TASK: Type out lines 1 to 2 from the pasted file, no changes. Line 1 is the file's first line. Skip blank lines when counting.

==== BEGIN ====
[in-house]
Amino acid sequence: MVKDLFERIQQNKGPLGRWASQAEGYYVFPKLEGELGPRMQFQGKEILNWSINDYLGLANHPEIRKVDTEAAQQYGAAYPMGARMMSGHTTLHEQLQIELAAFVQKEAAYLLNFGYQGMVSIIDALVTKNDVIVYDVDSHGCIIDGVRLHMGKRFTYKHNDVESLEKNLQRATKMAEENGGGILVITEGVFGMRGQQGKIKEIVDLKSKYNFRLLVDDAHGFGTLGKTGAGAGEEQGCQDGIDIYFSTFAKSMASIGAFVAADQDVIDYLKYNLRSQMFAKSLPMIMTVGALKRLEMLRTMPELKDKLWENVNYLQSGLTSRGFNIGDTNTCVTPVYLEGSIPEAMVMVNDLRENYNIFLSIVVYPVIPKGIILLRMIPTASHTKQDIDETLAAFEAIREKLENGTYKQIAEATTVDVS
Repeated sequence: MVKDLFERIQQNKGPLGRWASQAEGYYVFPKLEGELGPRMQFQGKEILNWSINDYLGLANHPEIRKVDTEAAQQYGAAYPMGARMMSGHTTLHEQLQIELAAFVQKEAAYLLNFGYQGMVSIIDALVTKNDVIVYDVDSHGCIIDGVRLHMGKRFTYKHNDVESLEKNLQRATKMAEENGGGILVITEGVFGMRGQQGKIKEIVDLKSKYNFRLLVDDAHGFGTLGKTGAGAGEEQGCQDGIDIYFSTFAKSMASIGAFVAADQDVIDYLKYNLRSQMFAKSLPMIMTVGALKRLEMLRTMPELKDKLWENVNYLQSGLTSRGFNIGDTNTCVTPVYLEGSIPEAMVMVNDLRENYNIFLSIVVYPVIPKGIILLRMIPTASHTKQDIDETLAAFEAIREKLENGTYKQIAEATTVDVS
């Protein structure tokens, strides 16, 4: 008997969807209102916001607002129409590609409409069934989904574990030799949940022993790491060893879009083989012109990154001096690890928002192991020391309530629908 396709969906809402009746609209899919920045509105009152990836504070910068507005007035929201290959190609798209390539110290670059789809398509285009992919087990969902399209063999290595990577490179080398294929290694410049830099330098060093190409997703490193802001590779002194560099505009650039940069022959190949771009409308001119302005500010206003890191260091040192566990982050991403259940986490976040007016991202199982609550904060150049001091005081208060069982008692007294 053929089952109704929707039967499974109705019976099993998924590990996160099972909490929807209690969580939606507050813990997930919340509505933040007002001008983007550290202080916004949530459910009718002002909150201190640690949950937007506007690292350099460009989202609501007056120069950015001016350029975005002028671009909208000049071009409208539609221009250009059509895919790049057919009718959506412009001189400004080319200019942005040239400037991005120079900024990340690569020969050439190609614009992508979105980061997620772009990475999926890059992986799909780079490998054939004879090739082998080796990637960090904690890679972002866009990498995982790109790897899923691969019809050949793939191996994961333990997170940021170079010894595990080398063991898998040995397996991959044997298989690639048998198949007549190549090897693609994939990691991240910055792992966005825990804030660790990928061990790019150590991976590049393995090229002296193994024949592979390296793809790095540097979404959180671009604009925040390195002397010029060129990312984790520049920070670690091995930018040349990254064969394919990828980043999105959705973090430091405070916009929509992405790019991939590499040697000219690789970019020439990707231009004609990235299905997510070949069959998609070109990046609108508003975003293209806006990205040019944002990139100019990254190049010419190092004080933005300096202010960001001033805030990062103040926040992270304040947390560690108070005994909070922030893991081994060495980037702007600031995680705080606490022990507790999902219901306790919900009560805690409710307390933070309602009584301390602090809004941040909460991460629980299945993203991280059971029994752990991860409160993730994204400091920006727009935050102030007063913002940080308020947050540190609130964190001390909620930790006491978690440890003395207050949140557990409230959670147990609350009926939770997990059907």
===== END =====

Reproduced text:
[in-house]
Amino acid sequence: MVKDLFERIQQNKGPLGRWASQAEGYYVFPKLEGELGPRMQFQGKEILNWSINDYLGLANHPEIRKVDTEAAQQYGAAYPMGARMMSGHTTLHEQLQIELAAFVQKEAAYLLNFGYQGMVSIIDALVTKNDVIVYDVDSHGCIIDGVRLHMGKRFTYKHNDVESLEKNLQRATKMAEENGGGILVITEGVFGMRGQQGKIKEIVDLKSKYNFRLLVDDAHGFGTLGKTGAGAGEEQGCQDGIDIYFSTFAKSMASIGAFVAADQDVIDYLKYNLRSQMFAKSLPMIMTVGALKRLEMLRTMPELKDKLWENVNYLQSGLTSRGFNIGDTNTCVTPVYLEGSIPEAMVMVNDLRENYNIFLSIVVYPVIPKGIILLRMIPTASHTKQDIDETLAAFEAIREKLENGTYKQIAEATTVDVS